Your Guide to Financing a Business Purchase in Canada
by Bruce Tannas
You likely don’t have all the money you need in order to buy a company. It is not unusual to need external financing as very few businesses are sold as a cash sale where the buyer has cash in hand to purchase a business. Most often, some form of financing is needed to complete the sale. So, you may be wondering where you can find some funding to buy an existing small business. Financing the purchase of a business must start with you and then you can look at other financing options. This article will guide you through how to finance buying a small business in Canada.
Start with Money from Founders, Friends, and Family
The typical sale of business will include financing from multiple parties including the buyer(s). So, financing a business purchase starts with you and any partners that are buying the business. Almost no business purchases are funded with no money down by the buyer. Banks, developmental lenders, and the Vendor will be looking for a strong investment from the buyer(s) before they will even consider providing any sort of financing. They won’t likely finance one hundred percent of anything with the typical percentage of financing ranging from forty to eighty percent depending on what is being financed and the industry the business is in.
To start with, a strong investment from the buyer(s) is a must. With that in mind, you should determine how much you have available to invest. Consider how much money you have in savings, TFSA, and RRSP’s (though withdrawing from an RRSP may trigger tax obligations) to invest. If you and your business partners have the requisite amount needed (at least 20-30% of the planned purchase cost plus some for operational cash flow) then you can start to consider some of the other types of financing.
If you still need additional funds to top up the equity in the business, you should consider getting investments from friends and family. This type of money is often called “love money” because it comes from people who love you and want to see you be successful. It also can be a good investment for them if you purchase a business with a solid business model and good cash flow. You can have them invest in preferred shares in your company and pay them a regular dividend. Dividends are taxed at a much lower rate than regular income or interest income so there can be significant payback on their investment if you can provide a good dividend.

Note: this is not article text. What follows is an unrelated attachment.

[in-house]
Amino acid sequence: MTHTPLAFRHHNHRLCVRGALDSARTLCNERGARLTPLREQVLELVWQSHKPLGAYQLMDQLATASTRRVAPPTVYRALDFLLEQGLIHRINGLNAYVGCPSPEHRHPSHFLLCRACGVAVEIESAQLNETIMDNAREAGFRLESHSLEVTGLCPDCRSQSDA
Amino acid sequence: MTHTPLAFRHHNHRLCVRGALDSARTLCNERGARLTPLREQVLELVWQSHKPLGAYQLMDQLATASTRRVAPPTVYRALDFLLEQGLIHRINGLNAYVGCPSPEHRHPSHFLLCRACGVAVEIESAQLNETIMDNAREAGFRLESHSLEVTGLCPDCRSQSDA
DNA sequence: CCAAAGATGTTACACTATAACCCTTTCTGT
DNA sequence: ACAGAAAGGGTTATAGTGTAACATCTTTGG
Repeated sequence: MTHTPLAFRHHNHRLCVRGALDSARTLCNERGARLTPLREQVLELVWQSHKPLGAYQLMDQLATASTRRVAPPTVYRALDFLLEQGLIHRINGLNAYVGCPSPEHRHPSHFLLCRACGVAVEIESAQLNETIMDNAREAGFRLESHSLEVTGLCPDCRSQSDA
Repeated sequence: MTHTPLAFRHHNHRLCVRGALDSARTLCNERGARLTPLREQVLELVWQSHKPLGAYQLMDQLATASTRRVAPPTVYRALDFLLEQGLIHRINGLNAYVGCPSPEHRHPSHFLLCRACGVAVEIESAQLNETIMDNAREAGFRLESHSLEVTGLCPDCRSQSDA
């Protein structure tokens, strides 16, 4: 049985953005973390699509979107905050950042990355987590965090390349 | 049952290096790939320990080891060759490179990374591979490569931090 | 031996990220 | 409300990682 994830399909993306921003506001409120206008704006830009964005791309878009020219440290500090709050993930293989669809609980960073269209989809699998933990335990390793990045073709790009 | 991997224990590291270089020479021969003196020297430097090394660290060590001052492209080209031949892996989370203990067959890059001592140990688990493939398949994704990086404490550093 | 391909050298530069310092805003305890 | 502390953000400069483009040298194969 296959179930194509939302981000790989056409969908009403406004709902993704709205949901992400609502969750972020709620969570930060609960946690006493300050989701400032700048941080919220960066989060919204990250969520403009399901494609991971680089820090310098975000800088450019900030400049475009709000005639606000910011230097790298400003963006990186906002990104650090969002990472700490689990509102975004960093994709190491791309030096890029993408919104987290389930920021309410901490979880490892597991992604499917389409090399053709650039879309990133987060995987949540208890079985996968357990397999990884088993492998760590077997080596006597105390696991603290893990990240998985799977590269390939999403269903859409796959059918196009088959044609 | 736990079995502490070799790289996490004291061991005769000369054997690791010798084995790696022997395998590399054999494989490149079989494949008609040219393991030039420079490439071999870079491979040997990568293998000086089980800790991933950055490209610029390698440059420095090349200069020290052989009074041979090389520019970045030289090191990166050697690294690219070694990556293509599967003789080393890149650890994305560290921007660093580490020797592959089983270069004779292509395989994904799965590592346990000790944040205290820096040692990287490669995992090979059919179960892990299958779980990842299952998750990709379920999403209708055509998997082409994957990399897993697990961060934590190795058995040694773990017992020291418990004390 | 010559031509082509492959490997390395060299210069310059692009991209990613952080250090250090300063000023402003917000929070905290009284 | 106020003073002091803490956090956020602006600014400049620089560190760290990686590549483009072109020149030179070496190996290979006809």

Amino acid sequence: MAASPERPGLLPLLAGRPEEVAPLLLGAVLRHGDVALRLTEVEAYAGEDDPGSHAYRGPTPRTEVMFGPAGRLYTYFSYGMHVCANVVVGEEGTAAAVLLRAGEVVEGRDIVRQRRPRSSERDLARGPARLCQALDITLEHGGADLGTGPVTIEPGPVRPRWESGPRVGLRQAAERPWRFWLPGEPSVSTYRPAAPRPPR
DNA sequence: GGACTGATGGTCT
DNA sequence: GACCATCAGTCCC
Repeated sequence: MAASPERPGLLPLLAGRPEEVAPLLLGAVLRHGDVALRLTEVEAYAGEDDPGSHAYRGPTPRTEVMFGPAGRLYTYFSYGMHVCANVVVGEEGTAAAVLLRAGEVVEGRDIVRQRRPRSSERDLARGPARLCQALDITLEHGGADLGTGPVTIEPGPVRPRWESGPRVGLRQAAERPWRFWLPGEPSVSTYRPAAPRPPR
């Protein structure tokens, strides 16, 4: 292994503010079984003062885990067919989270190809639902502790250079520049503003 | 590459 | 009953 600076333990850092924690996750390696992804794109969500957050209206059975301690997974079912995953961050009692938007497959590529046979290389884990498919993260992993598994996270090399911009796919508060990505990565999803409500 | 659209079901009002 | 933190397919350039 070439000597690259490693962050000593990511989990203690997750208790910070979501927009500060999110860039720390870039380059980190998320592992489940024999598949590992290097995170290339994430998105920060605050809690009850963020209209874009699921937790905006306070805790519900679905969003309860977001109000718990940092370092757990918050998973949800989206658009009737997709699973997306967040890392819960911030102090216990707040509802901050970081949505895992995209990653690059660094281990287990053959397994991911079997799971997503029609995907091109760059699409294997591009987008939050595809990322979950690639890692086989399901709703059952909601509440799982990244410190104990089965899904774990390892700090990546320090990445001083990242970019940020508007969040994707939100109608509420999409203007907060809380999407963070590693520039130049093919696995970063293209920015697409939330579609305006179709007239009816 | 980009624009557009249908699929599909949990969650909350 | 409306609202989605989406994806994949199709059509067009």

Lending from Banks and Developmental Lenders
After founder investment and investment from friends and family, a business acquisition loan will likely be needed to buy the business. There are a number of lenders that specialize in providing small business purchase loans such as the major Chartered banks, some Credit Unions, as well as developmental lenders such as Community Futures, Business Development Bank – BDC, Futurpreneur, etc..
Most major banks will use the Canadian Small Business Financing Program (CSBFP) to finance the lion share of the purchase of the business. This program is a guarantee program, like the Canada Mortgage and Housing guarantee, that the Government of Canada offers the banks in order encourage them to finance small businesses. Loans, made through the program, can finance the purchase or improvement of land or buildings used for commercial purposes, the purchase or improvement of new or used equipment, and the purchase of new or existing leasehold improvements (e.g., renovations to a leased property by a tenant). While this government program, which is accessed through the mainstream banks, can finance a significant portion of the purchase it does not cover everything. It will not cover financing items such as goodwill, working capital, inventories, franchise fees, or assets that a holding company acquires. Those items must be covered by other means such as your investment, developmental lenders, alternative lenders, and vendor financing.